"Smart grids are leading the monitoring revolution, which is marrying information technologies ever closer to renewable energy and allowing for centralised home-grown economies," the report says.

Its authors believe that the swing towards a truly green transition is already underway, with hedge funds and private investors now redeploying at least 10 per cent of their portfolios. Shortly after the report was compiled, it was reported that APG, the Dutch Pension Fund, is making a $1 billion investment in a wind farm in Mexico.

However detailed the global figures researched for reports such as the Green Transition Scoreboard may appear, they are bound to be relatively inaccurate. Without virtually infinite research facilities, it is impossible to track every green investment being made across the world in any 12-month period. It is not only the billion-dollar-plus deals that can be hard to foresee; smaller investments can also be difficult to track. It could be that even the overall investment figures quoted in the report are, therefore, underestimated.

The report's authors acknowledge that developing countries, in which green technologies are being seen as of paramount importance, have yet to compile the kind of data found in the report. But it is these countries that are making the largest relative investments in using new energy-efficient technologies to try to leapfrog western economies by avoiding legacy technologies and stranded assets.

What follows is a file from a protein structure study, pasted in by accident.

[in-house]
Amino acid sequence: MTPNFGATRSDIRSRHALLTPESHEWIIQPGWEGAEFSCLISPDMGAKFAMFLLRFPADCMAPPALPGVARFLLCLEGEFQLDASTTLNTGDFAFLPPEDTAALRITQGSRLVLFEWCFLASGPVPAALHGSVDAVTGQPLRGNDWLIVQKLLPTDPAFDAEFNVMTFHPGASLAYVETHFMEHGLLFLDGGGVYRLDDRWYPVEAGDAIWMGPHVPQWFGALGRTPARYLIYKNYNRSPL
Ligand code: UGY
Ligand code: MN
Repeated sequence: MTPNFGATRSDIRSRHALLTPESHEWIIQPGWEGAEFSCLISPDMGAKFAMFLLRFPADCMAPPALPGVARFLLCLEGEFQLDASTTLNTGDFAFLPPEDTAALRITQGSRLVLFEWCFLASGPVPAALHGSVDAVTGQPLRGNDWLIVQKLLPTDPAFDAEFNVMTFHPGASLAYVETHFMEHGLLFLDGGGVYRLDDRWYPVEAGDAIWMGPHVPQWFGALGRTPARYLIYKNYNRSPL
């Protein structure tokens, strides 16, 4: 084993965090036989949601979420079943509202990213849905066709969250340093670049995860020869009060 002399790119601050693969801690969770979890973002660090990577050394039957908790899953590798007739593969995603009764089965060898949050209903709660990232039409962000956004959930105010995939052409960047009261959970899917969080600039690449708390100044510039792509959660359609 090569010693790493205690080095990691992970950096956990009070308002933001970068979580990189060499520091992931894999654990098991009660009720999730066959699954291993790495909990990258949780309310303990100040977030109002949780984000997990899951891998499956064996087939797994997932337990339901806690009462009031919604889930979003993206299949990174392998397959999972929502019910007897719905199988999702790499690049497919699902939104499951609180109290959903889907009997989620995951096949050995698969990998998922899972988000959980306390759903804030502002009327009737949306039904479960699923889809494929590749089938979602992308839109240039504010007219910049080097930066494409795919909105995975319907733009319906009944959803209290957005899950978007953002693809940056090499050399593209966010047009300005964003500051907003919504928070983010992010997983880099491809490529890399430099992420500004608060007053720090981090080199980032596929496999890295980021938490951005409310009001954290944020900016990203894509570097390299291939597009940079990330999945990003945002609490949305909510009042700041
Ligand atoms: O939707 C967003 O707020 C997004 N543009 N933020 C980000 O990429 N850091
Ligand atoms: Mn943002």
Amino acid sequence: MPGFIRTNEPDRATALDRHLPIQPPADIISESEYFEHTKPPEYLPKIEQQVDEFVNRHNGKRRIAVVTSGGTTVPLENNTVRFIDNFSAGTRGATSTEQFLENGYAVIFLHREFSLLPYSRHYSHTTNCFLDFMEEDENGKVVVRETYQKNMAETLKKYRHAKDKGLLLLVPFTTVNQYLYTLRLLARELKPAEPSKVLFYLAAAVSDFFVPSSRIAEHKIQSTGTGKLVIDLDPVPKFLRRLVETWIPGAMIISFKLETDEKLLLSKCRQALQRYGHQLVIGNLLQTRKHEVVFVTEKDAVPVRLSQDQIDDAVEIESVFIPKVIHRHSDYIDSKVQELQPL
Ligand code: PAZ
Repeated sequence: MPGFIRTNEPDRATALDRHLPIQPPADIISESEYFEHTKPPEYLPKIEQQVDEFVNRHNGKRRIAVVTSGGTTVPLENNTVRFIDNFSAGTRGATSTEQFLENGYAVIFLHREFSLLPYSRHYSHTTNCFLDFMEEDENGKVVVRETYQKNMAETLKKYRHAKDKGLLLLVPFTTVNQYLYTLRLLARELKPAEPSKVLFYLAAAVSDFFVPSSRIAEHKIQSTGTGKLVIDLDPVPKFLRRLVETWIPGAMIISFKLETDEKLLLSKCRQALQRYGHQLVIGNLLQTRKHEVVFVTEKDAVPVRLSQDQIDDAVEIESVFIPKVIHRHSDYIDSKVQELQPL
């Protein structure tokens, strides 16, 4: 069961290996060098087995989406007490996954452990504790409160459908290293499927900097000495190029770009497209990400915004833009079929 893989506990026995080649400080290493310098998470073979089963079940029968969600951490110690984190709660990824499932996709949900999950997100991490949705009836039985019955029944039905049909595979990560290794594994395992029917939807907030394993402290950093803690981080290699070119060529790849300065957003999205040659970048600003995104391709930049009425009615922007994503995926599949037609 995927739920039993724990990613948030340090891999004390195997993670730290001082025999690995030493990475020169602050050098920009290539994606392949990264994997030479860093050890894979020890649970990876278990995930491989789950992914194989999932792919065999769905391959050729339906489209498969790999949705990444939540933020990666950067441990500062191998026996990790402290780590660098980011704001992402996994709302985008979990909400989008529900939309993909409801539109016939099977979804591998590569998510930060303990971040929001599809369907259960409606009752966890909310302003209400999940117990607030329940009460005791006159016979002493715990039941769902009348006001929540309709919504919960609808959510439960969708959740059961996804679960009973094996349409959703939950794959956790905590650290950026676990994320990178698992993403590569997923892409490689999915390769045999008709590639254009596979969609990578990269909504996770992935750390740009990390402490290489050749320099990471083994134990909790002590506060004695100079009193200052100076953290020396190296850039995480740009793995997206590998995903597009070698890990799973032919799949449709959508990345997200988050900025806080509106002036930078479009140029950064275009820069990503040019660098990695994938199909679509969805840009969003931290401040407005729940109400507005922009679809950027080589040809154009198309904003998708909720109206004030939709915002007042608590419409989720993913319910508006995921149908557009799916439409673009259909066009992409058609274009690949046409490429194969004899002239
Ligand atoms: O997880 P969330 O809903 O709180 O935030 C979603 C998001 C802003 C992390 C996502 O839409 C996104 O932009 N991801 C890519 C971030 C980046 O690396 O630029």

The Green Transition Scoreboard tracks the five major sectors: renewable energy, green construction and efficiency, clean tech, smart grid and corporate research and development. But it cannot hope to monitor each and every investment across such a wide area. Ethical Markets Media says it has also been forced to become increasingly wary of investments that may appear to be "greener" than they actually are.

In developing countries, such as some of those in the Middle East, investment is being driven at every level, from start-ups to major renewable-energy projects. But, whatever the scale of the total global investment in funding green transition, the underlying trend is clear.

Recent geopolitical upheavals, coupled with uncertainties that have come after the global financial crisis have combined to make investment funds rethink their portfolios. It now appears they are at last slowly starting to shift investment away from traditional unsustainable and environmentally unfriendly industries towards renewable energy and associated technologies.

There is also a growing political unrest that is being factored into the financial institutions' risk calculations. Protests, such as those that followed the Occupy Wall Street movement in New York, in many countries are closely associated with the green movement, at least in the minds of many of those involved. This is something investors can no longer ignore as corporations with a poor green reputation may find themselves the targets of a massive barrage of negative publicity.

Green investors should take heart that the big investment battalions are now finally coming over to their side.

pf@thenational.ae